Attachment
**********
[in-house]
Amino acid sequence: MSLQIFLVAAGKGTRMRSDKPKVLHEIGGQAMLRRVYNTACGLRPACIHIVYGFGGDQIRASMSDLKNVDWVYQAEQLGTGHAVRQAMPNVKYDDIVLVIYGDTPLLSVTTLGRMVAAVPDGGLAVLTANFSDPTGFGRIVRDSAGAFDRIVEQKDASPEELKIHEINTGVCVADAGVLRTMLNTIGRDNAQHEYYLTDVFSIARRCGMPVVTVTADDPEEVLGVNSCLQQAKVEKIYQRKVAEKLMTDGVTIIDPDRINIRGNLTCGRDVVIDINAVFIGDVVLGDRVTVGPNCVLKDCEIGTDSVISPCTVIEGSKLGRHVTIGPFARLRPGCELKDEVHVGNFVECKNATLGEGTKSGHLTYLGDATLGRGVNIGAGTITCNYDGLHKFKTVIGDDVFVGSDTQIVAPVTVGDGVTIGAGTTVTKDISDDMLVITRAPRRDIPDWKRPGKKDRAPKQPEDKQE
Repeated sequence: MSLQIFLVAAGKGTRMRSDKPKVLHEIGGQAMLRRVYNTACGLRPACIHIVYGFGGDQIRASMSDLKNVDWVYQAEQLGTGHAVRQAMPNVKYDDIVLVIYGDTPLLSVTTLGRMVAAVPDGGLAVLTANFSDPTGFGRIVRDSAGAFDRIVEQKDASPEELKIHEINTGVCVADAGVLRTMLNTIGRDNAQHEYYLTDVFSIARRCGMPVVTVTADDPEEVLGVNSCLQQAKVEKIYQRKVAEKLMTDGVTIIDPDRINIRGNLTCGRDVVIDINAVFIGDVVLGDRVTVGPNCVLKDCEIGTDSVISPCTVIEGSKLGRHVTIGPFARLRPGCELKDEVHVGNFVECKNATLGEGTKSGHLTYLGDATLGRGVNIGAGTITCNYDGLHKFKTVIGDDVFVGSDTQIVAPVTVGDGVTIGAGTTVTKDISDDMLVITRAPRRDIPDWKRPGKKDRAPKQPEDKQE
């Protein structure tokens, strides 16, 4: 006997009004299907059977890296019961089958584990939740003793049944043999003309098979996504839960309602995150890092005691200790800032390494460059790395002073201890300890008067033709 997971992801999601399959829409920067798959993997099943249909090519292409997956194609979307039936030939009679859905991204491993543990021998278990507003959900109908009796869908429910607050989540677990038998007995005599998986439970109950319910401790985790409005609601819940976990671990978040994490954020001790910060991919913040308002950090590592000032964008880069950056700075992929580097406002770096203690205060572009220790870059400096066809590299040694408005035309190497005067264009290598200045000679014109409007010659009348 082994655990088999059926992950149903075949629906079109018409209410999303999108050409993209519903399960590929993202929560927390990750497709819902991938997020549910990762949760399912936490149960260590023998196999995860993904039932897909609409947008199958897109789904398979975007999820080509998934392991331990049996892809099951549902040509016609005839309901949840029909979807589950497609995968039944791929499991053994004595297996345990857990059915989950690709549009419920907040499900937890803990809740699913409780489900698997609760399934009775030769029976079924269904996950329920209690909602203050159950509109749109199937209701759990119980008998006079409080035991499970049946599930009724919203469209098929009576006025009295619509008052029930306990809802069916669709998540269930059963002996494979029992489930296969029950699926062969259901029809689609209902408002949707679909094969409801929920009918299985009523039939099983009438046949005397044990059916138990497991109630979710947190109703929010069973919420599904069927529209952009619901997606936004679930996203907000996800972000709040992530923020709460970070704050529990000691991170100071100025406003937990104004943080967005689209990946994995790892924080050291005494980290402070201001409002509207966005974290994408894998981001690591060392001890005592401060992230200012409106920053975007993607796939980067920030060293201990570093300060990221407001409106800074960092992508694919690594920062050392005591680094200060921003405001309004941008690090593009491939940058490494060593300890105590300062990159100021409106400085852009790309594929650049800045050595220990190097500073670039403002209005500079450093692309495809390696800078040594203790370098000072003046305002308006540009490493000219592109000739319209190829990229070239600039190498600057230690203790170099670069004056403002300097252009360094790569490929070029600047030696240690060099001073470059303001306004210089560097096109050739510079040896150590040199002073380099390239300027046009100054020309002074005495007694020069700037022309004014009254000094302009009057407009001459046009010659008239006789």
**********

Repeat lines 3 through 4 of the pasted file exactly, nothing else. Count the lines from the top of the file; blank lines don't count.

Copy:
Repeated sequence: MSLQIFLVAAGKGTRMRSDKPKVLHEIGGQAMLRRVYNTACGLRPACIHIVYGFGGDQIRASMSDLKNVDWVYQAEQLGTGHAVRQAMPNVKYDDIVLVIYGDTPLLSVTTLGRMVAAVPDGGLAVLTANFSDPTGFGRIVRDSAGAFDRIVEQKDASPEELKIHEINTGVCVADAGVLRTMLNTIGRDNAQHEYYLTDVFSIARRCGMPVVTVTADDPEEVLGVNSCLQQAKVEKIYQRKVAEKLMTDGVTIIDPDRINIRGNLTCGRDVVIDINAVFIGDVVLGDRVTVGPNCVLKDCEIGTDSVISPCTVIEGSKLGRHVTIGPFARLRPGCELKDEVHVGNFVECKNATLGEGTKSGHLTYLGDATLGRGVNIGAGTITCNYDGLHKFKTVIGDDVFVGSDTQIVAPVTVGDGVTIGAGTTVTKDISDDMLVITRAPRRDIPDWKRPGKKDRAPKQPEDKQE
């Protein structure tokens, strides 16, 4: 006997009004299907059977890296019961089958584990939740003793049944043999003309098979996504839960309602995150890092005691200790800032390494460059790395002073201890300890008067033709 997971992801999601399959829409920067798959993997099943249909090519292409997956194609979307039936030939009679859905991204491993543990021998278990507003959900109908009796869908429910607050989540677990038998007995005599998986439970109950319910401790985790409005609601819940976990671990978040994490954020001790910060991919913040308002950090590592000032964008880069950056700075992929580097406002770096203690205060572009220790870059400096066809590299040694408005035309190497005067264009290598200045000679014109409007010659009348 082994655990088999059926992950149903075949629906079109018409209410999303999108050409993209519903399960590929993202929560927390990750497709819902991938997020549910990762949760399912936490149960260590023998196999995860993904039932897909609409947008199958897109789904398979975007999820080509998934392991331990049996892809099951549902040509016609005839309901949840029909979807589950497609995968039944791929499991053994004595297996345990857990059915989950690709549009419920907040499900937890803990809740699913409780489900698997609760399934009775030769029976079924269904996950329920209690909602203050159950509109749109199937209701759990119980008998006079409080035991499970049946599930009724919203469209098929009576006025009295619509008052029930306990809802069916669709998540269930059963002996494979029992489930296969029950699926062969259901029809689609209902408002949707679909094969409801929920009918299985009523039939099983009438046949005397044990059916138990497991109630979710947190109703929010069973919420599904069927529209952009619901997606936004679930996203907000996800972000709040992530923020709460970070704050529990000691991170100071100025406003937990104004943080967005689209990946994995790892924080050291005494980290402070201001409002509207966005974290994408894998981001690591060392001890005592401060992230200012409106920053975007993607796939980067920030060293201990570093300060990221407001409106800074960092992508694919690594920062050392005591680094200060921003405001309004941008690090593009491939940058490494060593300890105590300062990159100021409106400085852009790309594929650049800045050595220990190097500073670039403002209005500079450093692309495809390696800078040594203790370098000072003046305002308006540009490493000219592109000739319209190829990229070239600039190498600057230690203790170099670069004056403002300097252009360094790569490929070029600047030696240690060099001073470059303001306004210089560097096109050739510079040896150590040199002073380099390239300027046009100054020309002074005495007694020069700037022309004014009254000094302009009057407009001459046009010659008239006789």